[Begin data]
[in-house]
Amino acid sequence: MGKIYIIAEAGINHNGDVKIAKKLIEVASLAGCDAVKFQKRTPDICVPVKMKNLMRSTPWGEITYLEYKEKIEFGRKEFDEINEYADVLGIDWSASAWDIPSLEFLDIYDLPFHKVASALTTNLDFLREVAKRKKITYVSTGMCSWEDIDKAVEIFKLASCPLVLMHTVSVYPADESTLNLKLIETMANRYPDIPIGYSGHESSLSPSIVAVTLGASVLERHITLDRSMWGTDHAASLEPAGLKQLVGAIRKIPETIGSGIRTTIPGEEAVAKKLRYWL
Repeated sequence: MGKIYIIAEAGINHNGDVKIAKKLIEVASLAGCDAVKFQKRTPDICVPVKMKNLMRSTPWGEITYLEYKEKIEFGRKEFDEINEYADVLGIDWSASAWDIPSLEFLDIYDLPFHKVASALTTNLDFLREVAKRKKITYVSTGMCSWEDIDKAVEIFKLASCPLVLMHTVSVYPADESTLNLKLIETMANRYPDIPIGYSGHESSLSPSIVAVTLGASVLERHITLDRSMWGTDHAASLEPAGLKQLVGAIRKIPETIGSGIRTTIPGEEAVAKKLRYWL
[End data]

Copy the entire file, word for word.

[in-house]
Amino acid sequence: MGKIYIIAEAGINHNGDVKIAKKLIEVASLAGCDAVKFQKRTPDICVPVKMKNLMRSTPWGEITYLEYKEKIEFGRKEFDEINEYADVLGIDWSASAWDIPSLEFLDIYDLPFHKVASALTTNLDFLREVAKRKKITYVSTGMCSWEDIDKAVEIFKLASCPLVLMHTVSVYPADESTLNLKLIETMANRYPDIPIGYSGHESSLSPSIVAVTLGASVLERHITLDRSMWGTDHAASLEPAGLKQLVGAIRKIPETIGSGIRTTIPGEEAVAKKLRYWL
Repeated sequence: MGKIYIIAEAGINHNGDVKIAKKLIEVASLAGCDAVKFQKRTPDICVPVKMKNLMRSTPWGEITYLEYKEKIEFGRKEFDEINEYADVLGIDWSASAWDIPSLEFLDIYDLPFHKVASALTTNLDFLREVAKRKKITYVSTGMCSWEDIDKAVEIFKLASCPLVLMHTVSVYPADESTLNLKLIETMANRYPDIPIGYSGHESSLSPSIVAVTLGASVLERHITLDRSMWGTDHAASLEPAGLKQLVGAIRKIPETIGSGIRTTIPGEEAVAKKLRYWL